Yemenite Kubaneh Bread with Grated Tomato Dip
By Carol Ungar in The Nosher for MyJewishLearning.com
Though the official tally on Shabbat meals is three (Friday night dinner, Shabbat day lunch and the third meal on Saturday at dusk called the third meal, or seudah shlishit) some people like to add a breakfast. The reason for this is largely practical. Though sleeping in on Shabbat has a certain loveliness and in many places synagogue services only begin at nine, to accommodate the sleepers, the most pious Jews rise for prayer at dawn. In Jewish law this is regarded as optimal, as morning worship is timed to coincide with the rising of the sun. When those early birds come back from synagogue they are hungry but not necessarily ready to tuck into cholent at eight o’clock in the morning—hence the emergence of the Shabbat morning kiddush/ breakfast. This meal can be as simple as a glass of wine or shot of whiskey and a cookie or as elaborate as the Yemenite kiddush of kubaneh or the Sephardi desayuno, an elegant dairy brunch featuring a variety of fresh salads, cheeses and pastries.
3 Reasons Keeping Shabbat Is Liberating as a Mom
Batsheva Neuer for Kveller
“Why do we keep the Sabbath?” my 5-year-old asked me last week. The Orthodox Jew in me could have answered because we are to emulate God, who created the world in six days and rested on the seventh. Or I could have answered because we are following our biblical obligation to do so. But I really wanted to answer: so that I can talk to you. Yes, in 2017, Shabbat exists so that parents can talk to their children. So that spouses can look at each other.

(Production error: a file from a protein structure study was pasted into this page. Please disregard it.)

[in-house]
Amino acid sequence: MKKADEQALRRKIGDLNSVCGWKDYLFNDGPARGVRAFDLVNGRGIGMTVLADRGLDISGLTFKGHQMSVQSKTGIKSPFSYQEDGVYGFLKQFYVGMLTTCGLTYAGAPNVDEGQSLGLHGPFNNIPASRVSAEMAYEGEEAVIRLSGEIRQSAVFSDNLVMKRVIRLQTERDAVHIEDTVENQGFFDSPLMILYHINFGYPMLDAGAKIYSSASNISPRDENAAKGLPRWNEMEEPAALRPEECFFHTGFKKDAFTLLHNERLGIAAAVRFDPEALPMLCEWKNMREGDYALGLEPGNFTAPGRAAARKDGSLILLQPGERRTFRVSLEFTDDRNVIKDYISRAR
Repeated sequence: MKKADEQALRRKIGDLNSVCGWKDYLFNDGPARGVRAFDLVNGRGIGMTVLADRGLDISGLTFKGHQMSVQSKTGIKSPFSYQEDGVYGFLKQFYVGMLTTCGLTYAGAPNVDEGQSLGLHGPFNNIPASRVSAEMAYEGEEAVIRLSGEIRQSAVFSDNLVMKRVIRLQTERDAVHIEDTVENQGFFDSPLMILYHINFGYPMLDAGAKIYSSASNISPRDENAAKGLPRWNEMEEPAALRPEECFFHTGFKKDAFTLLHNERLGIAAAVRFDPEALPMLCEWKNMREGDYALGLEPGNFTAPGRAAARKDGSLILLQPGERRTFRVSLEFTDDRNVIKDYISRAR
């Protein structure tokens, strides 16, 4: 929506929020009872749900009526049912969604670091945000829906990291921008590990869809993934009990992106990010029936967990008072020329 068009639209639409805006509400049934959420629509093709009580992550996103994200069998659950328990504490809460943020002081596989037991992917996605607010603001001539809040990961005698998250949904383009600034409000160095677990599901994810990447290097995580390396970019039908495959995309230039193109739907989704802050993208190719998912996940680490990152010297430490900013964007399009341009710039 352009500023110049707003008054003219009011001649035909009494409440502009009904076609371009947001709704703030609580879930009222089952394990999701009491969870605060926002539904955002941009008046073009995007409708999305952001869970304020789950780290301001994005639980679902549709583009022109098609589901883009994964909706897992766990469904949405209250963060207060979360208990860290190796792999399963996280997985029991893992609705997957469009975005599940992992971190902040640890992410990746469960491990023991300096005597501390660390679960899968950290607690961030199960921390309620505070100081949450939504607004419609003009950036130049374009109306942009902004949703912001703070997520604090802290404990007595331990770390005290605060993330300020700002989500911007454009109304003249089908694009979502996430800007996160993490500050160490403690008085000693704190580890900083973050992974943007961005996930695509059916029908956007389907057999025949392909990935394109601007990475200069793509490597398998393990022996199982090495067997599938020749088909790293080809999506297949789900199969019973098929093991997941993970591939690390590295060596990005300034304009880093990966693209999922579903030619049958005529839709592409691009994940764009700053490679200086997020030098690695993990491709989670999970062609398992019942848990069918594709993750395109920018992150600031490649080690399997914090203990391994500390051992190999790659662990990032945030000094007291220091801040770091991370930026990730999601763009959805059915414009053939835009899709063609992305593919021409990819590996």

Today, it would serve families the world over—atheists and agnostics included—to consider keeping a similar day of rest.
Cholent: The Sabbath Stew
By Claudia Roden for MyJewishLearning.com
Prepared Friday and slow-cooked overnight, cholent is the traditional Sabbath-day dish.
The traditional stew for the Sabbath midday meal and [traditionally] the only hot dish of the day, which is prepared on Friday and left to cook overnight, is the most characteristic Jewish dish.
In an ironic parody on Schiller’s “Hymn to Joy” entitled “Princess Sabbath” (1850), about assimilated Jews in 19th‑century Germany who frequented the Berlin salons while holding on to their Jewishness, the German poet Heinrich Heine rhapsodized about cholent, which “alone unites them still in their old covenant.”
Family challah cover
Craft for mums on JoyfulJewish
Feel the urge to sew something useful and maybe a little bit fancy, but don’t think you have the stamina for a quilt? Think challah cover! Big enough to look impressive, small enough to finish in a relatively short space of time.
Our first challah cover was a wedding gift and has already given us 15 years good service, but we felt like a change. I made a new challah cover for Chanukah last year but I wanted a design which would be suitable for use year-round. Then an idea coalesced after I read a post on Sweet and Crunchy in which she made a mini-quilt featuring the outlines of her childrens’ hands.
Highlights of the Shabbat Morning Synagogue Service
By Rabbi Daniel Kohn for MyJewishLearning.com
The major parts of the Saturday morning service.
The Shema (“Hear O Israel, the Lord is our God, the Lord is One”)
This passage from the Book of Deuteronomy and the three passages that follow constitute a central part of each morning and evening Jewish prayer service. Probably the most important single sentence in the liturgy, the Shema is not a prayer but rather an affirmation of the unity of God.
The Amidah (“Standing Prayer”)